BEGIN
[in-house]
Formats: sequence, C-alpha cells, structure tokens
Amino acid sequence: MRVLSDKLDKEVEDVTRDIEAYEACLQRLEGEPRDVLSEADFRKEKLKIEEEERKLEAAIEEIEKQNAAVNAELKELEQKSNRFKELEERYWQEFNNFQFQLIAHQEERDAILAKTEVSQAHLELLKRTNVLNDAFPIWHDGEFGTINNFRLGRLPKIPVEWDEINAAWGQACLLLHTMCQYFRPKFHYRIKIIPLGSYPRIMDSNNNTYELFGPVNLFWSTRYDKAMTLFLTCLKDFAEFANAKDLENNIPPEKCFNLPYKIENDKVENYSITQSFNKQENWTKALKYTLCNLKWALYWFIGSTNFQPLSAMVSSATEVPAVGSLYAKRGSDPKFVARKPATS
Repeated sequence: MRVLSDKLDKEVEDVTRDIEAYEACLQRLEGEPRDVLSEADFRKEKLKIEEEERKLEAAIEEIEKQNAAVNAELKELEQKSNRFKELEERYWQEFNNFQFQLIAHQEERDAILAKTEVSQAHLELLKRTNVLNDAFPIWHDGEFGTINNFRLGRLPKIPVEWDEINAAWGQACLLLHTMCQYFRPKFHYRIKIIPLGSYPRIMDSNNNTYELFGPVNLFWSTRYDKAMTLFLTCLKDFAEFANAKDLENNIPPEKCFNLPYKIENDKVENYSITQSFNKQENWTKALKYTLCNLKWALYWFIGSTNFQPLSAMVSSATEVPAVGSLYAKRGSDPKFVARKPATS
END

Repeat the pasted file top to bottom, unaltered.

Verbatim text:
[in-house]
Formats: sequence, C-alpha cells, structure tokens
Amino acid sequence: MRVLSDKLDKEVEDVTRDIEAYEACLQRLEGEPRDVLSEADFRKEKLKIEEEERKLEAAIEEIEKQNAAVNAELKELEQKSNRFKELEERYWQEFNNFQFQLIAHQEERDAILAKTEVSQAHLELLKRTNVLNDAFPIWHDGEFGTINNFRLGRLPKIPVEWDEINAAWGQACLLLHTMCQYFRPKFHYRIKIIPLGSYPRIMDSNNNTYELFGPVNLFWSTRYDKAMTLFLTCLKDFAEFANAKDLENNIPPEKCFNLPYKIENDKVENYSITQSFNKQENWTKALKYTLCNLKWALYWFIGSTNFQPLSAMVSSATEVPAVGSLYAKRGSDPKFVARKPATS
Repeated sequence: MRVLSDKLDKEVEDVTRDIEAYEACLQRLEGEPRDVLSEADFRKEKLKIEEEERKLEAAIEEIEKQNAAVNAELKELEQKSNRFKELEERYWQEFNNFQFQLIAHQEERDAILAKTEVSQAHLELLKRTNVLNDAFPIWHDGEFGTINNFRLGRLPKIPVEWDEINAAWGQACLLLHTMCQYFRPKFHYRIKIIPLGSYPRIMDSNNNTYELFGPVNLFWSTRYDKAMTLFLTCLKDFAEFANAKDLENNIPPEKCFNLPYKIENDKVENYSITQSFNKQENWTKALKYTLCNLKWALYWFIGSTNFQPLSAMVSSATEVPAVGSLYAKRGSDPKFVARKPATS